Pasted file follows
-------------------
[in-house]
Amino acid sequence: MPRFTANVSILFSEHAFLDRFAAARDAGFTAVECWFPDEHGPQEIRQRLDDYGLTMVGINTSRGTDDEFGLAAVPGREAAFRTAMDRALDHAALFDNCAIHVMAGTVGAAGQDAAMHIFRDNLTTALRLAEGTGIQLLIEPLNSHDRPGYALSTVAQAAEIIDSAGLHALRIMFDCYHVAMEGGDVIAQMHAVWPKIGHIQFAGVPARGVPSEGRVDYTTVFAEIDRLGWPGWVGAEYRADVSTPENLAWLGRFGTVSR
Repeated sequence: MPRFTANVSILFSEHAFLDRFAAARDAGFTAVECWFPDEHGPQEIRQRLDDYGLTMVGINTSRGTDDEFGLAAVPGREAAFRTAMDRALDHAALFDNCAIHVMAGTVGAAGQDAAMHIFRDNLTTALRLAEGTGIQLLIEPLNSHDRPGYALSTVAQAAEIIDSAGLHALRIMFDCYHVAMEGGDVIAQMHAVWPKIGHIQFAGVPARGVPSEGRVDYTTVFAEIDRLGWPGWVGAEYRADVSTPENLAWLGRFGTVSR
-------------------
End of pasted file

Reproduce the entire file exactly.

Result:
[in-house]
Amino acid sequence: MPRFTANVSILFSEHAFLDRFAAARDAGFTAVECWFPDEHGPQEIRQRLDDYGLTMVGINTSRGTDDEFGLAAVPGREAAFRTAMDRALDHAALFDNCAIHVMAGTVGAAGQDAAMHIFRDNLTTALRLAEGTGIQLLIEPLNSHDRPGYALSTVAQAAEIIDSAGLHALRIMFDCYHVAMEGGDVIAQMHAVWPKIGHIQFAGVPARGVPSEGRVDYTTVFAEIDRLGWPGWVGAEYRADVSTPENLAWLGRFGTVSR
Repeated sequence: MPRFTANVSILFSEHAFLDRFAAARDAGFTAVECWFPDEHGPQEIRQRLDDYGLTMVGINTSRGTDDEFGLAAVPGREAAFRTAMDRALDHAALFDNCAIHVMAGTVGAAGQDAAMHIFRDNLTTALRLAEGTGIQLLIEPLNSHDRPGYALSTVAQAAEIIDSAGLHALRIMFDCYHVAMEGGDVIAQMHAVWPKIGHIQFAGVPARGVPSEGRVDYTTVFAEIDRLGWPGWVGAEYRADVSTPENLAWLGRFGTVSR